Connect with us


Sen. Tuberville Ends Military Blockade, Clearing the Way for Military Promotions



Senator Tommy Tuberville (R-Alab.)
Senator Tommy Tuberville (R-Alab.) (Photo: Imgur)

On Tuesday, Senator Tommy Tuberville (R-Alab.) finally decided to lift the block he had imposed on hundreds of senior military promotions for several months. This action paves the way for a vote to progress with nominations, potentially taking place on the same afternoon.

After a closed-door lunch with Senate Republicans, Tuberville addressed reporters, stating, “I’m not going to hold the promotions of these people any longer. We just released them—about 440 of them—everybody but 10 or 11 four-stars. Those will continue to have a hold, and we’re going to ask Sen. Schumer to bring them up one at a time.”

Senate Majority Leader Chuck Schumer expressed his hope that the Senate could vote on military nominations later that Tuesday. He also emphasized his desire that no senator would employ blanket holds in the manner Tuberville did, causing disruptions for months.

Schumer commented on Tuberville’s strategy, stating, “And I hope they learn the lesson of Sen. Tuberville. And that is he held out for many, many months, hurt our national security, caused discombobulation to so many military families who’ve been so dedicated to our country and didn’t get anything that he wanted. It’s a risky strategy that will not succeed. I hope it doesn’t happen again.”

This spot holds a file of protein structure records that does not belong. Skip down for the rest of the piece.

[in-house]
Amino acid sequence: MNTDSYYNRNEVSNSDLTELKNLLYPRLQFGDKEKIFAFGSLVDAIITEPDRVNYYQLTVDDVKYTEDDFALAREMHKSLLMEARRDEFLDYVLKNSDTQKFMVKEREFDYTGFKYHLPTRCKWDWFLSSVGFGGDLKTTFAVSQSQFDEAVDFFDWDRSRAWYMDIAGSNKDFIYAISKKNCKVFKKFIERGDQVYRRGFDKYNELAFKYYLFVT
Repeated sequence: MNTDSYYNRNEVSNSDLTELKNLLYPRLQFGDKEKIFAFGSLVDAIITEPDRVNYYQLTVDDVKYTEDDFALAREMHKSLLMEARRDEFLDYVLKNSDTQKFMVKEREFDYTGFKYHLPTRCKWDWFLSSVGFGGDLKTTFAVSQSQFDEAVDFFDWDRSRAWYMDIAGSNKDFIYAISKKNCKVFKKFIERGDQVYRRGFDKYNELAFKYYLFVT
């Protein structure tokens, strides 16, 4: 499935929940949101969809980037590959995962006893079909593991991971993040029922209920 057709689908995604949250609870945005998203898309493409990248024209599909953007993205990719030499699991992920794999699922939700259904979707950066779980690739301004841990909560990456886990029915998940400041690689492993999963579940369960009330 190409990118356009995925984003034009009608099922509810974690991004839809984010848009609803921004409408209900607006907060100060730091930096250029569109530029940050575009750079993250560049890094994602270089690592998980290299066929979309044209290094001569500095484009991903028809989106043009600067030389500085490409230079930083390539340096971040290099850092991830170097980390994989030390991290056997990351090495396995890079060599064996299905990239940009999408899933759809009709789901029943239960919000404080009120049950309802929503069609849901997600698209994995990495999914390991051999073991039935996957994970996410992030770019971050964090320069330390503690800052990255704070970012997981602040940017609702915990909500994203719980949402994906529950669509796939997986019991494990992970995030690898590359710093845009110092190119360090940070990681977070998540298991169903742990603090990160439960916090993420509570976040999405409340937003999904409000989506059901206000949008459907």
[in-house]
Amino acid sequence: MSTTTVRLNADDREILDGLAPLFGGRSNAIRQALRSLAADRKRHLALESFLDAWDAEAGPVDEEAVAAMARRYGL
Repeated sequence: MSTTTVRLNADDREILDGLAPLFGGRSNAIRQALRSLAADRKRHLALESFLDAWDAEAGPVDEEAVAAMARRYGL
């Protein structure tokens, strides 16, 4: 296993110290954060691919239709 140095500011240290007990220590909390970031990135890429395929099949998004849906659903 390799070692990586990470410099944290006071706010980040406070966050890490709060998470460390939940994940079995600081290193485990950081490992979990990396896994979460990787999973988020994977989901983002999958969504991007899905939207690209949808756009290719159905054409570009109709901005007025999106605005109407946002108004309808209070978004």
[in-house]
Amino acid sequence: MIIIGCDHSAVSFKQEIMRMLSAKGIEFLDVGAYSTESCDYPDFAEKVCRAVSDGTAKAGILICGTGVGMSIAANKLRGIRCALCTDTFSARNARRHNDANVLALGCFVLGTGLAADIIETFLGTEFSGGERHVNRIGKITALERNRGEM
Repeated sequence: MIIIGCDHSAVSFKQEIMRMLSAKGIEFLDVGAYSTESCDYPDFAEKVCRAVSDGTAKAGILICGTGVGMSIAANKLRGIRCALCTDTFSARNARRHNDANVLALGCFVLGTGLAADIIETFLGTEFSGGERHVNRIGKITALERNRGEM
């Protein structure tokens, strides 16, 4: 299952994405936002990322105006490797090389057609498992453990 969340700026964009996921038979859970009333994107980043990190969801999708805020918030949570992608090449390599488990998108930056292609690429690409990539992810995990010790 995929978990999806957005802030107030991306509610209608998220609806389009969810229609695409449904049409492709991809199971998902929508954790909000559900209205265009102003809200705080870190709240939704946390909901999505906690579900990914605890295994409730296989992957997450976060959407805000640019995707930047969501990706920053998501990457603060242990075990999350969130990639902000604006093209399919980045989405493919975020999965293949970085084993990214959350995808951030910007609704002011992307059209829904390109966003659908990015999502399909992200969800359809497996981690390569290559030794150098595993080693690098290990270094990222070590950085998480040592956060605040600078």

Tuberville initially initiated the block on military promotions in February as a protest against a Pentagon abortion policy. This move compelled the Senate to address nominations individually to move them forward. Despite the growing number of stalled nominations, Schumer maintained that Tuberville’s hold was an issue for Senate Republicans to resolve within their conference.

In recent weeks, the Senate began breaking Tuberville’s logjam by utilizing cloture petitions to force votes, allowing some confirmations, including that of Joint Chiefs of Staff Chairman Gen. C.Q. Brown, while hundreds remained in limbo.